Since there was a light rain this New Year’s Eve, I recorded from my house by placing a stereo microphone in a window facing North toward the nearest Buddhist temple. Nearby houses reflect sounds, so the sense of space may seem distorted in the recording.
This was my first time to use a new audio recorder, a DR-70D. This recorder is designed for DSLR video recording, so it works well on a tripod, with or without a camera, and it offers a variety of input and output options.
Testing new audio recorder (TASCAM DR-70D) for standalone and video sound. In 2015 I want to do more field recording. pic.twitter.com/H6wYuaXtjO
— Greg Peterson (@glpjp) December 31, 2014
I bought this recorder rather than its 2-track sibling (DR-60DMkII) because it can record four tracks at the same time, and it has a dual recording mode, which creates two stereo files from one stereo source. I fed the stereo output from an Audio-Technica BP4025 microphone to tracks 1 and 2 and used tracks 3 and 4 for a second stereo file recorded simultaneously at a lower level (in this case -12dB). I expected loud fireworks at midnight, so I kept the input levels somewhat low (mic sense high, input level knobs at about 10 o’clock); however, I had no way to know how loud the fireworks would be. Fortunately, I did not need the second file because the highest level was -2.2dB. If I had set the input levels slightly higher, I would have needed the second file.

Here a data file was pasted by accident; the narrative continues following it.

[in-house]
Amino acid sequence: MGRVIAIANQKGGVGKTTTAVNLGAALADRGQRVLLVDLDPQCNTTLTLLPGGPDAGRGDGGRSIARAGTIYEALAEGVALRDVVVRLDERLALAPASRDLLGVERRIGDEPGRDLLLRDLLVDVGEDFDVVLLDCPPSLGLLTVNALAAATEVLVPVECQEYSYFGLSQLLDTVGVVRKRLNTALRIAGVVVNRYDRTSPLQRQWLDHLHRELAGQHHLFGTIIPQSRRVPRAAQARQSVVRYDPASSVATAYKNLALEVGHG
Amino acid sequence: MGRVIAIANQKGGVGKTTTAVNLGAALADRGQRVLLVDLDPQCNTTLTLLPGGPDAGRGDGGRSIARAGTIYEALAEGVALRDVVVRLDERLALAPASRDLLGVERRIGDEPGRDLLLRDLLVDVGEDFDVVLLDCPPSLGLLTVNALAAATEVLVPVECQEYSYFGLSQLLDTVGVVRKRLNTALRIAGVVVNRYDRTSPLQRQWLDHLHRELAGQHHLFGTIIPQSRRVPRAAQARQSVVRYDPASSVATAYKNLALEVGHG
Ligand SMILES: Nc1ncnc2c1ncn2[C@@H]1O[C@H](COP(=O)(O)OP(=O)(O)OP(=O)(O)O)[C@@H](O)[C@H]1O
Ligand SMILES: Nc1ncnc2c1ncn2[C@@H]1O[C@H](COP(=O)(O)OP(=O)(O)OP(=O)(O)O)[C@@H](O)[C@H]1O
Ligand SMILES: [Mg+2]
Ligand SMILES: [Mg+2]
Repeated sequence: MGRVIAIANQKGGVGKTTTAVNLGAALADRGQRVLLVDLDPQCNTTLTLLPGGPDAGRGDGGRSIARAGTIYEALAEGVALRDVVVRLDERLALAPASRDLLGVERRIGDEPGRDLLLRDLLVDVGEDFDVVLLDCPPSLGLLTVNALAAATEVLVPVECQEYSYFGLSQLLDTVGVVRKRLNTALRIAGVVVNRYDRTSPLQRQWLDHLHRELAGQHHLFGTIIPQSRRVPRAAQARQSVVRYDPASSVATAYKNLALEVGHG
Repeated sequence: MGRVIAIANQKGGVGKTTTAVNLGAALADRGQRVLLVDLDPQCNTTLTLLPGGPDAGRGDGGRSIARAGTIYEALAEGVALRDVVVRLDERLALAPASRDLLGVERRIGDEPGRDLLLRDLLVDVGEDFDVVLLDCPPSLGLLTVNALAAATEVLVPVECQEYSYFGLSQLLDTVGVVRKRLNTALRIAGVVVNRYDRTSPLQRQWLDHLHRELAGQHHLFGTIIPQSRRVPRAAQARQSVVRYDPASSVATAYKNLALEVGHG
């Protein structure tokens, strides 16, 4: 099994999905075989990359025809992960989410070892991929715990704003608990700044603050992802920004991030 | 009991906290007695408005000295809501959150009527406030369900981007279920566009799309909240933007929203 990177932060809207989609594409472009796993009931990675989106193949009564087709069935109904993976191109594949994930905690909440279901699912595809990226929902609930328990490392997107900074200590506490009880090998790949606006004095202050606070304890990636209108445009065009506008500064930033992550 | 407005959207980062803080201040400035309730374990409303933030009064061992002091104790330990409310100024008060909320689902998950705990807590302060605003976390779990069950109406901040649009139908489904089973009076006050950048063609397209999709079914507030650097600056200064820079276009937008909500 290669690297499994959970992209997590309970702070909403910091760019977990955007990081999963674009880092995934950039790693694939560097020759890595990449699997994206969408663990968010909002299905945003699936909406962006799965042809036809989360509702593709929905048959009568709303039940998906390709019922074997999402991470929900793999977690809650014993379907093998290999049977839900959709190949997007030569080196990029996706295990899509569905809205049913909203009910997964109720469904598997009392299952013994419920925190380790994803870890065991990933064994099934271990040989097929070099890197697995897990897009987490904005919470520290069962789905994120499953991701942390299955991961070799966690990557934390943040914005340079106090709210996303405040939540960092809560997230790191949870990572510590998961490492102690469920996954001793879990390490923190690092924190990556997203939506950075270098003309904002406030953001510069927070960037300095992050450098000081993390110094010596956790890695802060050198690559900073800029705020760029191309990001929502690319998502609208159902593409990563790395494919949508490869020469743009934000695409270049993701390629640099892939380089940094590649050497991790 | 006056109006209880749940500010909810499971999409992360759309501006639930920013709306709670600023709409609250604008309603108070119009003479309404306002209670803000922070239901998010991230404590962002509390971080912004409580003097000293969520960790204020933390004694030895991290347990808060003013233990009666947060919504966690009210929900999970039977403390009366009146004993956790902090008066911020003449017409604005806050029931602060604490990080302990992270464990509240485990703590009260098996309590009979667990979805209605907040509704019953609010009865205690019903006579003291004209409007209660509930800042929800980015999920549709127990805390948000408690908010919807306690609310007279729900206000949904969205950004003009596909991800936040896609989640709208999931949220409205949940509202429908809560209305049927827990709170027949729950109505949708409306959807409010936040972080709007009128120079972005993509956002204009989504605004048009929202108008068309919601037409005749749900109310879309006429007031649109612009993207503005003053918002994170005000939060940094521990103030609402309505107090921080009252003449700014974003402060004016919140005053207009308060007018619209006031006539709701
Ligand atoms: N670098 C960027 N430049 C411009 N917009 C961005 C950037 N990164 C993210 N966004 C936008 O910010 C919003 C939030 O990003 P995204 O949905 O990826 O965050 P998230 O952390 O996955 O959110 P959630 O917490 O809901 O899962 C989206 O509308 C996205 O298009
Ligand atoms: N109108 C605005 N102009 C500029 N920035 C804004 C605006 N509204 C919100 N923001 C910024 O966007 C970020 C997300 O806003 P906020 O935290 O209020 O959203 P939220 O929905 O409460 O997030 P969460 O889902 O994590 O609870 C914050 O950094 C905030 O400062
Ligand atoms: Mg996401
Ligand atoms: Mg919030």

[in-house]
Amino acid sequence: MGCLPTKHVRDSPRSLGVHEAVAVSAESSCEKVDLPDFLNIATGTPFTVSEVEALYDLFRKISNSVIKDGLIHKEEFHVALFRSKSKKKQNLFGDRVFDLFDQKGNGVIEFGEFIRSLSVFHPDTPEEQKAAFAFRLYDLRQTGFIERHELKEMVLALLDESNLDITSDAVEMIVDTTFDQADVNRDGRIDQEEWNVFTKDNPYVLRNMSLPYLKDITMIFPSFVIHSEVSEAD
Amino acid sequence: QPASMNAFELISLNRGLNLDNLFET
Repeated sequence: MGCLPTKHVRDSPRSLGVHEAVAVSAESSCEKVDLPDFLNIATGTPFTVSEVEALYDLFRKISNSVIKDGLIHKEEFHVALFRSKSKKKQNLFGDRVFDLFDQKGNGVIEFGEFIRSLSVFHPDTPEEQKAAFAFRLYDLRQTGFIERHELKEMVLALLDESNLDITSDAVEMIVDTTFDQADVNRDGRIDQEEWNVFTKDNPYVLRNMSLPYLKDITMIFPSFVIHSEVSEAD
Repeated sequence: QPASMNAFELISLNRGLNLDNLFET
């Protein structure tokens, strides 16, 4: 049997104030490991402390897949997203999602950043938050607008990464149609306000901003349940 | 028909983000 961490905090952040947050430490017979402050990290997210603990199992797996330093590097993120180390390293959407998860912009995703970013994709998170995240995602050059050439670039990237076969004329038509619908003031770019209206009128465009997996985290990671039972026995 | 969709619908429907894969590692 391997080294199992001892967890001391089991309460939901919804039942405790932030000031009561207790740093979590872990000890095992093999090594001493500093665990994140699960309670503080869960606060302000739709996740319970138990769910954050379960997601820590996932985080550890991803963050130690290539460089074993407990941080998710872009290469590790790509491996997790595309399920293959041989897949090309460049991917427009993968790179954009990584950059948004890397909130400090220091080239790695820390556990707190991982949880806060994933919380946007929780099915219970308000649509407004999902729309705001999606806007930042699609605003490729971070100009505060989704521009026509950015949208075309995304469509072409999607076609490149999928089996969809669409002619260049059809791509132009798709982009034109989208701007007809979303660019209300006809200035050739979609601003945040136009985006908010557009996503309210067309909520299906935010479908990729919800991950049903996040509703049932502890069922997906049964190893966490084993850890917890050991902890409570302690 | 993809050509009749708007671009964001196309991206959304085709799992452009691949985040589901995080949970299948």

The sonic environment in Japan often covers a huge dynamic range, with relatively quiet scenes punctuated by extremely loud sounds of thunder, fireworks, drums, street vendors, noisy cars and motorcycles, etc. For example, you can search my posts for fireworks.
We cannot fully reproduce the great dynamic range or the visceral experience of hearing thunder or large taiko drums, but in this extreme sonic environment dual recording capability greatly eases the anxiety of field recording.